Prof. dr. Jacques van Dinteren
Programming new urban developments demands a solid basis. Statistical sources and market information play a crucial role in this. It might be expected that statistical data should be available from one central point, but the reality is often very different in developing economies. If I look at the experiences of our advisory group in countries like Nigeria, Cameroon, Mauritius, Jordan, Russia, Saudi Arabia, India and Oman, the necessary data is not always available, the data material is scattered across a variety of ministries, the statistics are only available at a high level (often too high), etc. And often numerous letters from the principal need to be submitted before visiting all the different bodies with all their different data files. Data about the real estate market is actually in a class of its own.
If I limit myself to market research for the sake of brevity, then in light of the above it can be asked whether a good foundation can indeed be laid under a master plan in such situations. Despite the tenor of the previous paragraph, the answer is ‘yes’. In such instances however the research will need a different approach to that when statistical and market information is indeed available in abundance, as happens in most Western European countries for instance. An initial impression of the market potential is obtained using the available statistics, issued reports and formulated ambitions. This is then tested in a far larger number of interviews with local experts and stakeholders than you would normally do in a situation where plenty of statistical sources and market information is on hand. Then the very varied statements are analysed in depth in multiple work sessions with those interviewed and other parties involved.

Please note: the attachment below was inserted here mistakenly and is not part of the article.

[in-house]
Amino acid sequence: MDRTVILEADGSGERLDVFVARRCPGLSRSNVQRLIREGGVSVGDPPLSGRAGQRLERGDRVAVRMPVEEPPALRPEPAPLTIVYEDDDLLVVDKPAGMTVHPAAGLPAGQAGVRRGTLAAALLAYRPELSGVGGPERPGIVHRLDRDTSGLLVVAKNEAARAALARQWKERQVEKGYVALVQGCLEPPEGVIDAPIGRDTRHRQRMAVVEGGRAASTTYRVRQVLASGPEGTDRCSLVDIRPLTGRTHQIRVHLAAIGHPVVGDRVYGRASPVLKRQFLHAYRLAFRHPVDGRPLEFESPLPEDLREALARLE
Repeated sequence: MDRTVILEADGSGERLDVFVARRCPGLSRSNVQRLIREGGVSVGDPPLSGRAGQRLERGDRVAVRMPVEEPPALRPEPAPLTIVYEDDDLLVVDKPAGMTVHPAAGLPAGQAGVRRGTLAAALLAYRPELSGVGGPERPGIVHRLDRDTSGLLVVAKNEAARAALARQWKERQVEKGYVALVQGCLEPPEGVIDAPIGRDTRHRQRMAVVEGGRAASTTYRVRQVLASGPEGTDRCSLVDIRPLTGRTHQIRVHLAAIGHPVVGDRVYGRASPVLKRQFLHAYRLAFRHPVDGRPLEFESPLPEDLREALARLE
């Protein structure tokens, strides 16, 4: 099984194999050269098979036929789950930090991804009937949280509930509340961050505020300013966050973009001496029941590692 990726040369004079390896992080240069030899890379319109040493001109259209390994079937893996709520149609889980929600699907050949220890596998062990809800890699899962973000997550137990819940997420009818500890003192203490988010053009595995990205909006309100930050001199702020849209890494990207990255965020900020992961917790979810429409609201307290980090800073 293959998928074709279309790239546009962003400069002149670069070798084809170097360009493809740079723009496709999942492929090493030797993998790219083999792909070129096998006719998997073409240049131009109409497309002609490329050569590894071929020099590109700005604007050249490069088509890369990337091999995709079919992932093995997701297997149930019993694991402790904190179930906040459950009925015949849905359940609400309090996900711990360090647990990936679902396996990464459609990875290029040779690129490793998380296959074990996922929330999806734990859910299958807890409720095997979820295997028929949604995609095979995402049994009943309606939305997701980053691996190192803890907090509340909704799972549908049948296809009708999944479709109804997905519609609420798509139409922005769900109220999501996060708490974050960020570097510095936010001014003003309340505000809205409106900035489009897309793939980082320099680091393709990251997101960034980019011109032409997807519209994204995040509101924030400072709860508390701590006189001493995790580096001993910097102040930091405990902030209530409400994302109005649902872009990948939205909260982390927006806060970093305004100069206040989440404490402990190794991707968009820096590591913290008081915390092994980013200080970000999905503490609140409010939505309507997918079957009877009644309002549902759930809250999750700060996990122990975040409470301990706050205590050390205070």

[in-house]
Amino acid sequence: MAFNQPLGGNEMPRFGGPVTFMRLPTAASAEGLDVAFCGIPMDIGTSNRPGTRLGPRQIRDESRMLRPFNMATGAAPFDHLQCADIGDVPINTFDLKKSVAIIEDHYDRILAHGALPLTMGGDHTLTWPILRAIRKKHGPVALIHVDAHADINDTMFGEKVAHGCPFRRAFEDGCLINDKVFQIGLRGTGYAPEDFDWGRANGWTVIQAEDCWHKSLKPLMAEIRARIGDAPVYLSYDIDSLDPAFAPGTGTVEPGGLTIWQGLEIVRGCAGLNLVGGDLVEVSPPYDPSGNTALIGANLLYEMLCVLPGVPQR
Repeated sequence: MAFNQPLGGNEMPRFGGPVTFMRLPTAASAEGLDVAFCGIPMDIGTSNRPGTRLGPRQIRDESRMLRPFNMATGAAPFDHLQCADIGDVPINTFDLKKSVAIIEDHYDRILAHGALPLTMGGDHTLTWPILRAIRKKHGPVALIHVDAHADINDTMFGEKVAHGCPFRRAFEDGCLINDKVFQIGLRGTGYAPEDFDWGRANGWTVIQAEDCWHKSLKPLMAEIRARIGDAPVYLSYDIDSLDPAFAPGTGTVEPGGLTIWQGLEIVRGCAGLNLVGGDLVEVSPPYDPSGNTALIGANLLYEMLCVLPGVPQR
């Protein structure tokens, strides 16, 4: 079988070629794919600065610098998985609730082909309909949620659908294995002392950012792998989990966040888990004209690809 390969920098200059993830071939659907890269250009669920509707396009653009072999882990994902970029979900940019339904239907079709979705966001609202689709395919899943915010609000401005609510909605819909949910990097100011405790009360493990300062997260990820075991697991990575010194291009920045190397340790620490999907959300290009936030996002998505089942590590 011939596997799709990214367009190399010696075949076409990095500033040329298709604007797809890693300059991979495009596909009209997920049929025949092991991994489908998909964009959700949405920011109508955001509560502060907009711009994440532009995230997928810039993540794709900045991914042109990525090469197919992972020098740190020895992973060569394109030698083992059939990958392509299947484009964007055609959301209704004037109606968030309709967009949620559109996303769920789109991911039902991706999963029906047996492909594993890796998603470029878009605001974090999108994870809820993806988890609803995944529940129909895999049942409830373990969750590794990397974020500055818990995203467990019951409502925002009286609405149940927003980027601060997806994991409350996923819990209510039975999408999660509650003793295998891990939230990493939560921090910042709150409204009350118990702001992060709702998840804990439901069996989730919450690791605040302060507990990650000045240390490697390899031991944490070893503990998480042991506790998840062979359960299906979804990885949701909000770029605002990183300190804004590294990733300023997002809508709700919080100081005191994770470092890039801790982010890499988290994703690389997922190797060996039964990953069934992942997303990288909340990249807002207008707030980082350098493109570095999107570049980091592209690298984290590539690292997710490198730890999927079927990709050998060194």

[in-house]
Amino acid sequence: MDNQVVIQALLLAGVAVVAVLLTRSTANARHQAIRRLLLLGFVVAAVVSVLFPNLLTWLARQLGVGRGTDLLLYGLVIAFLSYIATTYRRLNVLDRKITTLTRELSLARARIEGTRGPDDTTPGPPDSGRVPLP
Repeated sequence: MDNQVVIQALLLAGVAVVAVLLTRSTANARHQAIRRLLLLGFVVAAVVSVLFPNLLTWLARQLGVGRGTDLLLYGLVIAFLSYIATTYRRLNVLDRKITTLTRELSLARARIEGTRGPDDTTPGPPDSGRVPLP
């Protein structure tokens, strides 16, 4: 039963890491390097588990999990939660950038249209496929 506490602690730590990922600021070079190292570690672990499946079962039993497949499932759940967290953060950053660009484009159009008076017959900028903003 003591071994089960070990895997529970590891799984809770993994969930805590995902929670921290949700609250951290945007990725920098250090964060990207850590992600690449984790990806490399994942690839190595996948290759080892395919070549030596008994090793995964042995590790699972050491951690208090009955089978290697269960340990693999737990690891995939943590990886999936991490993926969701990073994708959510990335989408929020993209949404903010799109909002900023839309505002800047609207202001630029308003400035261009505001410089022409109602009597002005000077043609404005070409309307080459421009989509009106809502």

Scenarios and desired situations
But when all is said and done the unavoidable question remains: is the information which has been collated sufficient? To date we can state that the working method just described does lead to acceptable insights into the market perspectives. It’s important to bear in mind here however, that we are talking about plans which will generally take many years, sometimes two or more decades, before being completed. It would be an impossibility to predict market trends over such a considerable period! That’s why a distinction needs to be drawn between market surveys and development strategies. The market survey can perhaps estimate for the first five, or perhaps seven, years, just what development there will be, what people should focus on and how the ‘product’ to be offered can fulfil the demands of different target groups. For the longer term, at best the development strategy to be followed can be worked out, and often it will take shape in scenarios sketching out the various market developments. As we know you cannot pick and choose from scenarios: you have alternatives on hand which can be implemented depending on how the market performs (a scenario becomes reality).